The FSA has fined investment manager Rowan Dartington & Co £511,000 for failing adequately to protect and segregate client money for more than two years.
In a series of breaches between May 2007 and September 2009, the regulator found Rowan Dartington put its clients' money at risk by failing to segregate customers' money for contingent liability business, including spread bets and options.
The investment firm put in place a new software system in May 2007 but failed to properly test and implement it. The resulting problems meant the firm could not rely on the accuracy of its internal books and records, and so could not be confident it was segregating the right amount of its clients' money.
At the time of the FSA's investigation, Rowan Dartington was also unableto demonstrate the recoverability of up to £1.4m of its own net assets in its accounting records because of the failures.
The firm also neglected to ensure it had the correct trust letters from its banks and counterparties, the FSa found.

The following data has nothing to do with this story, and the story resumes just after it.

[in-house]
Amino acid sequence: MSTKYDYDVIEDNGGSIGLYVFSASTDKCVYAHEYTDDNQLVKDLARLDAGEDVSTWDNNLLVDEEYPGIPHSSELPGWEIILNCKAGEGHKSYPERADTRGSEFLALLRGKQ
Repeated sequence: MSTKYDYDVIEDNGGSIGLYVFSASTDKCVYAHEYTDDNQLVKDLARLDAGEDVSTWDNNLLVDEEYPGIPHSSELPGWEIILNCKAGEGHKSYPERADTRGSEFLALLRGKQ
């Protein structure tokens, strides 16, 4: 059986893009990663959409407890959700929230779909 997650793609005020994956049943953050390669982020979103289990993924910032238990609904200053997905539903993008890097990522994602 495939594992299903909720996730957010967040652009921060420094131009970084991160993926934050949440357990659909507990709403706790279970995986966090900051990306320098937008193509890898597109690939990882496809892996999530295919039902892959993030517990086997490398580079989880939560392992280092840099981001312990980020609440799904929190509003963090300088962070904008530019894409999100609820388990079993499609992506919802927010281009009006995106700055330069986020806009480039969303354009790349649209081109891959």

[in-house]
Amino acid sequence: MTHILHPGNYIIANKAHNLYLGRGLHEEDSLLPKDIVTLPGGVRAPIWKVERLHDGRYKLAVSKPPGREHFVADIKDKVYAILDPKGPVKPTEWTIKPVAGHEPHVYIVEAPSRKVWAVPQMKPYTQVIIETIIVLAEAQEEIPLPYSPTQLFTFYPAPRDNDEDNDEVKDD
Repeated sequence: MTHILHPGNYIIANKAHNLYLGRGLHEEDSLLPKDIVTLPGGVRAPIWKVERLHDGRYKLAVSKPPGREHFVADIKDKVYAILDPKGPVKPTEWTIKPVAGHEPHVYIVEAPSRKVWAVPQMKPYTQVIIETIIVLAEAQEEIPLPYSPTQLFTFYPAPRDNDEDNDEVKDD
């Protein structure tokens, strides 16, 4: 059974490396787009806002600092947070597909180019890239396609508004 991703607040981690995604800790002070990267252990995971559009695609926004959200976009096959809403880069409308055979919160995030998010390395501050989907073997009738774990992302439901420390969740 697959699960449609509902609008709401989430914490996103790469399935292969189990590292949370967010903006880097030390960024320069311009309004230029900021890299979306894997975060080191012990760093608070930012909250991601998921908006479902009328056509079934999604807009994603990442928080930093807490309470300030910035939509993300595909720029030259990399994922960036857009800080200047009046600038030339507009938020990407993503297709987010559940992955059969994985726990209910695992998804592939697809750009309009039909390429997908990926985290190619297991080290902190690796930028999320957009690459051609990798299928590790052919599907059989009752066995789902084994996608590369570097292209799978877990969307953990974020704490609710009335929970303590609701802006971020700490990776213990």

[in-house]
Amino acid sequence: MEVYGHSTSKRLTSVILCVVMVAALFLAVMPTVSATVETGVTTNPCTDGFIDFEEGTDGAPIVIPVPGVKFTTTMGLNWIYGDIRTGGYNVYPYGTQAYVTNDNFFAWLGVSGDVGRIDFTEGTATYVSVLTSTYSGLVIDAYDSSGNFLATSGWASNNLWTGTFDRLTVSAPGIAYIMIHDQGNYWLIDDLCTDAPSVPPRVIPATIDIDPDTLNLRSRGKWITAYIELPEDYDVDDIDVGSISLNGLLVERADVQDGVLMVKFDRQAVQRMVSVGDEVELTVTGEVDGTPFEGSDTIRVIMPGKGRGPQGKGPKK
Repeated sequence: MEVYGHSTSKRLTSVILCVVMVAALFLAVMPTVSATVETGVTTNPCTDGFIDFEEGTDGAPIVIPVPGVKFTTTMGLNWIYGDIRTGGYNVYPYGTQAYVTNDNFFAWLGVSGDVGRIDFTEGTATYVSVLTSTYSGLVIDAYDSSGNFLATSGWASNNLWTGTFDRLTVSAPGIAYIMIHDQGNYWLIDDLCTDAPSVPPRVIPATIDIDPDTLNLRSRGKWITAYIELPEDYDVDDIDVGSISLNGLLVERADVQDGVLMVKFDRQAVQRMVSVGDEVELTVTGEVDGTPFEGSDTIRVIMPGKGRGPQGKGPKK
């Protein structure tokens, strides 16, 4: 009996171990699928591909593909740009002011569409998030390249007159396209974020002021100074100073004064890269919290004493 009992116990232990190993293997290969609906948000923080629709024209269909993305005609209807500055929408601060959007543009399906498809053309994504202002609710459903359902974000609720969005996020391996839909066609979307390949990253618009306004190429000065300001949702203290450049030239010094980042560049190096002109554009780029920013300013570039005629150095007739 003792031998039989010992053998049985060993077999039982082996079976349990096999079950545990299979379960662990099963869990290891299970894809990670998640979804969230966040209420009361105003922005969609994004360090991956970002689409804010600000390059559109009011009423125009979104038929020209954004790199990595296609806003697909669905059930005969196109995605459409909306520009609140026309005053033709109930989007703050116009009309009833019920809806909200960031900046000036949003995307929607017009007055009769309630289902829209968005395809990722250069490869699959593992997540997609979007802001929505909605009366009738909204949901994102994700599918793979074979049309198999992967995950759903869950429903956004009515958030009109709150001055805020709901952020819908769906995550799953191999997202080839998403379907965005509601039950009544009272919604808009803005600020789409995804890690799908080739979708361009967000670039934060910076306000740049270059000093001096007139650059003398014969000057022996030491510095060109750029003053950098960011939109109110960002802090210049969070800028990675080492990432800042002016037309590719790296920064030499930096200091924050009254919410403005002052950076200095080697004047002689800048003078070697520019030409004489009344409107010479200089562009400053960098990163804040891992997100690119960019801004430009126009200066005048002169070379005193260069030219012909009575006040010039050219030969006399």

No clients have suffered actual financial loss as a result of these issues, the FSA says.
Today's penalty follows last week's record £33.3m fine from the regulator for the same type of breach against investment bank J.P. Morgan.
The FSA is now set to refer the bank's auditors PricewaterhouseCoopers (PwC) to its regulators after the firm failed over a seven-year period to spot J.P.Morgan had accidentally placed as much as £16bn of client funds into the wrong bank accounts.
Under the FSA's client money rules, firms are required to keep client money separate from the firm's money in segregated accounts with trust status. This protects client money in the event of the firm's insolvency.
FSA director of the enforcement and financial crime division Margaret Cole says:: "Rowan Dartington & Co Ltd committed a serious breach of our client money rules by failing to protect its clients' money.
"The breaches took place over a long period and the risks they posed were compounded by the fact that this was a period of market turmoil."
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